In the twilight of the Ming Dynasty, the Imperial court is plagued by corruption as tyrants rule over the land. With the Manchurians preying on a weakened empire, war is imminent. To save the victims from their suffering, sorceress Jade Raksha fights the soldiers that oppress people for their own gain. As payback, local government officials decide to pin the murder of Governor Zhuo Zhonglian on Jade, turning her and the members of her cult into wanted fugitives for a crime they didn't commit.Written by
An uninspiring adaptation of a classic which is bogged down by the lack of chemistry between its leads
Hong Kong movie director, producer and screenwriter Jacob Cheung probably does not believe in churning out productions like a factory line, considering his sparse filmography. However, whenever the 54 year old filmmaker directs a movie, it is something we'd enjoy. His credits include A Battle of Wits (2006), which was nominated for Best Director and Best Screenplay at the Golden Bauhinia Awards and Beyond the Sunset (1989), which was a nominee at the 9th Hong Kong Film Awards. Of course, there is the much loved Cageman (1992), which showcased the director's ability to translate human relationships and emotions on the big screen. Cheung's last work was Ticket in 2007, and seven years later, we were very much looking forward to his latest work.
But alas, what a letdown and regrettably, a laughable piece of CGIladen movie it is. Maybe this comes with the fact that it is yet another remake of adaptation of Liang Yusheng's classic fantasy novel The Story Of The White Haired Demoness (1957), about a star-crossed love story between a witch-like woman and martial arts expert Zhuo Yihang.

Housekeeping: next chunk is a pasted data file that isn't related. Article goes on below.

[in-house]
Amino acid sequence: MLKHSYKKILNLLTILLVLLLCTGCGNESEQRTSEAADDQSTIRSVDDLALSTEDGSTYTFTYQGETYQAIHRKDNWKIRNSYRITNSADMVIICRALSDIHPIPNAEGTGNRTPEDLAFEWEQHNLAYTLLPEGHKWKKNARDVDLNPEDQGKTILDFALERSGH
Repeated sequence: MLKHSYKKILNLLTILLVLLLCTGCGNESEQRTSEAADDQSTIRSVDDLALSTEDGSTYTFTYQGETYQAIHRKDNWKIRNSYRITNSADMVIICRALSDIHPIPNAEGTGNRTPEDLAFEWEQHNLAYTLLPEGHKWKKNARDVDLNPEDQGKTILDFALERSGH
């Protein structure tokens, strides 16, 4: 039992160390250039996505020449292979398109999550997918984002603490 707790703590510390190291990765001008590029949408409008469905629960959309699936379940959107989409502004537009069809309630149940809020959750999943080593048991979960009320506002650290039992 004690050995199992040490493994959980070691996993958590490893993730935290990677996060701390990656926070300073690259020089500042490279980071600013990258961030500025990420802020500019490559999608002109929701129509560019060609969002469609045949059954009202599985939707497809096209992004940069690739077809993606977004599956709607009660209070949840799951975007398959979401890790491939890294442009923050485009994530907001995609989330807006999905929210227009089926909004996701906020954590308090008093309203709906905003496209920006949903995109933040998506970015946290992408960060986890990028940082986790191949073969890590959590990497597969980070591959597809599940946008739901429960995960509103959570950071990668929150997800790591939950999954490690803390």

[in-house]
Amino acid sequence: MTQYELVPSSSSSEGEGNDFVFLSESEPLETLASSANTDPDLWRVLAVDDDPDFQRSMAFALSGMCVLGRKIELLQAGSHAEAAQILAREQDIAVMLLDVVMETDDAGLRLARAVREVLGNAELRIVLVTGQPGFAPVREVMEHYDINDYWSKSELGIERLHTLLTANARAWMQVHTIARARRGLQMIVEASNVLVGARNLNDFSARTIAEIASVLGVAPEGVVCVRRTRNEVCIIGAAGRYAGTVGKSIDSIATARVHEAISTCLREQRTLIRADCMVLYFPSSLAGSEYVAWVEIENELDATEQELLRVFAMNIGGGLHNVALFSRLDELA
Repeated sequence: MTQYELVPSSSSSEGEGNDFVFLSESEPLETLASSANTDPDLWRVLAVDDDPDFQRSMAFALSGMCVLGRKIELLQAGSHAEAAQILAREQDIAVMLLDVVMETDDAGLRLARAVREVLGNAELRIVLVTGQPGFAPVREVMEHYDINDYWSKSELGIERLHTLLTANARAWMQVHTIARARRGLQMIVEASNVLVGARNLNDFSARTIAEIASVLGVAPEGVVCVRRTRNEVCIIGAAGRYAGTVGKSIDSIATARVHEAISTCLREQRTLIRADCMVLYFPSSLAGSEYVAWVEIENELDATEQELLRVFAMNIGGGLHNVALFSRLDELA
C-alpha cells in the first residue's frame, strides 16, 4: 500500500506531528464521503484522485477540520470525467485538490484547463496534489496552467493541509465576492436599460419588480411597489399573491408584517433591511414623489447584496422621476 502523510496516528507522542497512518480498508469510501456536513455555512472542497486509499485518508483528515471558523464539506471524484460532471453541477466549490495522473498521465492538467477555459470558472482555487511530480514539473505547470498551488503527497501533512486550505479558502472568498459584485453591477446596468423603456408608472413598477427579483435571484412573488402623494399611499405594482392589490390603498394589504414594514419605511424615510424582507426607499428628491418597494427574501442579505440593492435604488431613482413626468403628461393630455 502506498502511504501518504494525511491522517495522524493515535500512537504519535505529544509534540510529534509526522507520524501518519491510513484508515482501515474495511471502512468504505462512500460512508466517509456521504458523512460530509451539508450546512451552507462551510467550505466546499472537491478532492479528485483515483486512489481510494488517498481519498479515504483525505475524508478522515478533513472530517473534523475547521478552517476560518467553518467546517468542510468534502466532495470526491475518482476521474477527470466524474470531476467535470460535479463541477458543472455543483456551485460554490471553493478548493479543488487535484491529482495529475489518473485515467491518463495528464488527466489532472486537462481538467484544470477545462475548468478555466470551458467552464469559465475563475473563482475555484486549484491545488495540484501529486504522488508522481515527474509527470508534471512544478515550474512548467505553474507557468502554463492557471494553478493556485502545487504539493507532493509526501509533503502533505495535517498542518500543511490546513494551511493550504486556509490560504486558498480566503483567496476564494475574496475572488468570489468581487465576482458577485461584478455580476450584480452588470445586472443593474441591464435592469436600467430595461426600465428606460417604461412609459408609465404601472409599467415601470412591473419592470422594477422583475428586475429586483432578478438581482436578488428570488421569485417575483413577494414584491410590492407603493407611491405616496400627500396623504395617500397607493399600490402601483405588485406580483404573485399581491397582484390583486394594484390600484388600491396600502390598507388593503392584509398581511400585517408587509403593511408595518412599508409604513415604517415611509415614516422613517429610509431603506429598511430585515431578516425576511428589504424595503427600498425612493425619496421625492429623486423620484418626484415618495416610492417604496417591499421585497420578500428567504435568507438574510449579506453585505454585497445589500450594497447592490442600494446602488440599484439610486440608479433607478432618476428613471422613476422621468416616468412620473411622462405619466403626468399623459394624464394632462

The version we are all familiar with is Ronny Yu's 1993 movie The Bride With White Hair, starring Brigitte Lin Ching-hsia and the late Leslie Cheung, which is widely considered a classic of the genre. Here, it is an ironically too messy and overstuffed piece of work that lost our interest 30 minutes or so into the movie.
For the uninitiated, the 104 minute movie tells the story of a witch- like woman known as the Jade Raksha (Fan Bingbing) who becomes a wanted criminal after getting framed for the murder of a prominent government official. At the same time, a young man known as Zhuo Yihang (Huang Xiaoming) is framed for the murder of the emperor. The two fugitives meet by chance and fall in love, but when Jade Raksha becomes a prime suspect who is responsible for the murder of Yihang's beloved grandfather, can there still be a happy ending?
There are countless scenes boasting expensive CGIeffects, but they are not excuses for the evident lack of chemistry between leads, who despite putting in lots of effort to emote individually, just do not manage to stir any emotions with their supposedly tragic romantic relationship. This is an obvious case of how the industry hopes to bank in on the stars' commanding power in Mainland Chinato earn some quick bucks.
It doesn't help that there are several complex palace intrigue and politicking side plots which serve nothing but confuse and dilute the interest levels of viewers. Nope, thefootnotes of character names and relationships superimposed on the side of the screendo not help.The uninspiring screenplay includes the intriguing sub-plot of apolitical marriage of convenience between the male protagonist and the beautiful daughter of a scheming eunuch, amidst other uninteresting story lines. They are jam packed into one movie here, and bythe time the moviereturns to the romantic couple, we can't be bothered to find out about their fate. Even playing Leslie Cheung's heartfelt end credit song doesn't help anymore.
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